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Longitudinal Standards for Mid-life Cognitive Performance: Identifying Abnormal Within-Person Changes in the Wisconsin Registry for Alzheimer’s Prevention

Published on Jan 1, 2019in Journal of The International Neuropsychological Society 2.78
· DOI :10.1017/s1355617718000929
Rebecca L. Koscik25
Estimated H-index: 25
(University of Wisconsin-Madison),
Erin Jonaitis12
Estimated H-index: 12
(University of Wisconsin-Madison)
+ 6 AuthorsSterling C. Johnson60
Estimated H-index: 60
(University of Wisconsin-Madison)
A major challenge in the field of cognitive aging is differentiating disease-related cognitive change that has not yet become overt impairment from the more gradual decline in performance expected with normal aging. Published normative reference values are nearly always for single time point performances rather than longitudinal change in performance. To gain insight into how we might tackle the problem of identifying worrisome trajectories, we borrow a method from anthropometry: the development of standards that are conditional on an individual9s past measurements. We use quantile regression to create growth-curve-like models of performance on several common neuropsychological tests of memory and executive function while accounting for age, sex, education, estimated verbal ability, and past performance on the test, and then use these to estimate individuals9 percentile ranks. Choosing the 7th percentile as a threshold (corresponding to approximately 1.5 standard deviations below the expected mean), we then explore relationships between subthreshold performance, clinical outcomes, and subjective impairment. Participants whose performance fell below the 7th percentile were more likely to be given an abnormal research diagnosis at the current visit, but not at later visits. Performance below this threshold was also linked to subjective and informant reports of worsening memory function. We discuss potential uses of this method in theoretical and applied research and clinical settings.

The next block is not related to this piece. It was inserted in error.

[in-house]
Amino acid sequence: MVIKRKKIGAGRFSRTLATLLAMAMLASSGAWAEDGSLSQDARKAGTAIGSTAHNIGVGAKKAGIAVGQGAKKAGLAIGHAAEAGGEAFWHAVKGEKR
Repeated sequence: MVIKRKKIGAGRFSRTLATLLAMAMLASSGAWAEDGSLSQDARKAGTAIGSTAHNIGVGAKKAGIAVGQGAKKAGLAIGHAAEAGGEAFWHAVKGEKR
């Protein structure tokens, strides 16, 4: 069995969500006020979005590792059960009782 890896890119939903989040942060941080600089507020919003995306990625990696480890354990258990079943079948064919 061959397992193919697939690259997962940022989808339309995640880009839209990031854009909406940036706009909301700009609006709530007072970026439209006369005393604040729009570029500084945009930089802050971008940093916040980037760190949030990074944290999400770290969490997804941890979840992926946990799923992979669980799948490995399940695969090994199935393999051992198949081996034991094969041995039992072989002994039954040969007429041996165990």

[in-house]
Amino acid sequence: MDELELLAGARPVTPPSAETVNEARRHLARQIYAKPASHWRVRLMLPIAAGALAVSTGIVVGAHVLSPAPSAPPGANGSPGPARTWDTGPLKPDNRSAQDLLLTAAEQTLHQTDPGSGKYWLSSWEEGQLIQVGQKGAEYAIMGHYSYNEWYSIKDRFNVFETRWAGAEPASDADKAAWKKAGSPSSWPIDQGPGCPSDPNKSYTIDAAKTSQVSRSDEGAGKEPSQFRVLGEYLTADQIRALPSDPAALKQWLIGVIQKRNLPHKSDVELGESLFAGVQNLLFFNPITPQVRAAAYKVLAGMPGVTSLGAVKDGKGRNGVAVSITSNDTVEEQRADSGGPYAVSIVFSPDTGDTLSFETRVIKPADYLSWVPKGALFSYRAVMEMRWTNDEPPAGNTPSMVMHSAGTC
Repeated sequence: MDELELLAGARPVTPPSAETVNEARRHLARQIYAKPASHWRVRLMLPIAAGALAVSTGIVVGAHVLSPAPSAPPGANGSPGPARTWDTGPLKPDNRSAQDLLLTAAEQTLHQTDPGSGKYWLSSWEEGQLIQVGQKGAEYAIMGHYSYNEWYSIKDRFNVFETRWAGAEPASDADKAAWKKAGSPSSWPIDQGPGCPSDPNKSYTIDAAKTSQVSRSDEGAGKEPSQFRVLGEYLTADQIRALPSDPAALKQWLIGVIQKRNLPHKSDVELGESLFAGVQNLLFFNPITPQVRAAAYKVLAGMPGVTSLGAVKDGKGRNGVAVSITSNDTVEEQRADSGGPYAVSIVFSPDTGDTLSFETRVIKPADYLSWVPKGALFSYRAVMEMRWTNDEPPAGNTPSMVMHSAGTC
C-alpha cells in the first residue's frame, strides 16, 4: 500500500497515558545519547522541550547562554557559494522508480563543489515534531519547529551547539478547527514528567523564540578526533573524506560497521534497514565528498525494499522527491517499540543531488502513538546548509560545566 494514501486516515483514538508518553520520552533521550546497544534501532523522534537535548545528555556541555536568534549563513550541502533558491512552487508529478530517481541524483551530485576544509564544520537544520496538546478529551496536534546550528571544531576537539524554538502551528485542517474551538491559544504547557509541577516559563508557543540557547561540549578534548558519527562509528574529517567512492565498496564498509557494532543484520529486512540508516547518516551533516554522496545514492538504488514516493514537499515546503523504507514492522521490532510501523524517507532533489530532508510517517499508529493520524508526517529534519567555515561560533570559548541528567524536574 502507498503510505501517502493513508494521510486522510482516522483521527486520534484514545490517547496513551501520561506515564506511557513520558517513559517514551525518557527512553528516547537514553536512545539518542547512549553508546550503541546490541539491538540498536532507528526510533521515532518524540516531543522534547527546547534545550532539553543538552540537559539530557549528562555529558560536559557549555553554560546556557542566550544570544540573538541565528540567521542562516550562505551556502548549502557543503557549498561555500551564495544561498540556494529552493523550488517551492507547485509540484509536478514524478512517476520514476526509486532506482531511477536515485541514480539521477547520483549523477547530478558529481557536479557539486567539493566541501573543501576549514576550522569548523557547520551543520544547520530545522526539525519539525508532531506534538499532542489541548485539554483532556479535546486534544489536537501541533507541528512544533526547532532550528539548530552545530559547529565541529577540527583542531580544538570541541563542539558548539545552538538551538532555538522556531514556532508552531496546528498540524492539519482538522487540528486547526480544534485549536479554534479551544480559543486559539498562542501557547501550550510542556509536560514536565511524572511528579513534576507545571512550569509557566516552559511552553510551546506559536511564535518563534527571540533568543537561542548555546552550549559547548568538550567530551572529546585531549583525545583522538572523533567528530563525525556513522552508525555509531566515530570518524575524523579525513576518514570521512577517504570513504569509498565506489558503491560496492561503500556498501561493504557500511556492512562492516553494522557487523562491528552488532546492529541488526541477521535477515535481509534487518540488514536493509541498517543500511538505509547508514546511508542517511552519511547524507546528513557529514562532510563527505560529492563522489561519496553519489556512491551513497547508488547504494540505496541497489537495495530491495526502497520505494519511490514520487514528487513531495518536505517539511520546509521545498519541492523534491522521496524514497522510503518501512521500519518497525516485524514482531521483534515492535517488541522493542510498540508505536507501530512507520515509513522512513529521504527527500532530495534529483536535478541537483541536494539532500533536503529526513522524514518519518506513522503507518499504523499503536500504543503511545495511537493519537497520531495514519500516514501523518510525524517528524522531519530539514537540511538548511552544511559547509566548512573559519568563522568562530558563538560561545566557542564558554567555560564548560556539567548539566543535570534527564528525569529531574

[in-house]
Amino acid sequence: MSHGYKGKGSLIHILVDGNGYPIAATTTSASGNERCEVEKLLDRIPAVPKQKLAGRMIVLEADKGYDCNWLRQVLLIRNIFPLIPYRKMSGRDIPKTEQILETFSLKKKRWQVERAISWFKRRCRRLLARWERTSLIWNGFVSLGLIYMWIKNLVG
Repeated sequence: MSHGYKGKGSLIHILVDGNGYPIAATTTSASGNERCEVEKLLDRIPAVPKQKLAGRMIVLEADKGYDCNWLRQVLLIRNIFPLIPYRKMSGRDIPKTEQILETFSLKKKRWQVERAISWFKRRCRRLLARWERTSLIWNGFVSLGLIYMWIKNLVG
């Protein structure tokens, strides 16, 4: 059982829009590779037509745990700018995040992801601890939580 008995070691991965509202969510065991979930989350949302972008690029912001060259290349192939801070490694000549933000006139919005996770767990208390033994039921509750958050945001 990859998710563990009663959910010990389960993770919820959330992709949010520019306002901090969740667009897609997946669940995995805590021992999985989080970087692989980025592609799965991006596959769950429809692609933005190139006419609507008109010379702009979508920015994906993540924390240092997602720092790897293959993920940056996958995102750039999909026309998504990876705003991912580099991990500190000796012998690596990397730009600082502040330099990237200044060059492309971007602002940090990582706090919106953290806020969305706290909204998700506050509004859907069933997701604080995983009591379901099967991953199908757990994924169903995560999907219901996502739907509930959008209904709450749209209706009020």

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Published on Apr 1, 2018in Alzheimers & Dementia 12.76
Clifford R Jr. Jack133
Estimated H-index: 133
(Mayo Clinic),
David A. Bennett152
Estimated H-index: 152
(Rush University)
+ 21 AuthorsJason Karlawish47
Estimated H-index: 47
(University of Pennsylvania)
Abstract In 2011, the National Institute on Aging and Alzheimer's Association created separate diagnostic recommendations for the preclinical, mild cognitive impairment, and dementia stages of Alzheimer's disease. Scientific progress in the interim led to an initiative by the National Institute on Aging and Alzheimer's Association to update and unify the 2011 guidelines. This unifying update is labeled a "research framework" because its intended use is for observational and interventional resear...
321 Citations Source Cite
Sterling C. Johnson60
Estimated H-index: 60
(University of Wisconsin-Madison),
Rebecca L. Koscik25
Estimated H-index: 25
(University of Wisconsin-Madison)
+ 11 AuthorsKirk Hogan28
Estimated H-index: 28
(University of Wisconsin-Madison)
Abstract The Wisconsin Registry for Alzheimer's Prevention is a longitudinal observational cohort study enriched with persons with a parental history (PH) of probable Alzheimer's disease (AD) dementia. Since late 2001, Wisconsin Registry for Alzheimer's Prevention has enrolled 1561 people at a mean baseline age of 54 years. Participants return for a second visit 4 years after baseline, and subsequent visits occur every 2 years. Eighty-one percent (1270) of participants remain active in the study...
13 Citations Source Cite
Published on May 1, 2017in Neuropsychologia 2.89
Patrizia Vannini15
Estimated H-index: 15
(Harvard University),
Rebecca E. Amariglio25
Estimated H-index: 25
(Harvard University)
+ 6 AuthorsReisa A. Sperling87
Estimated H-index: 87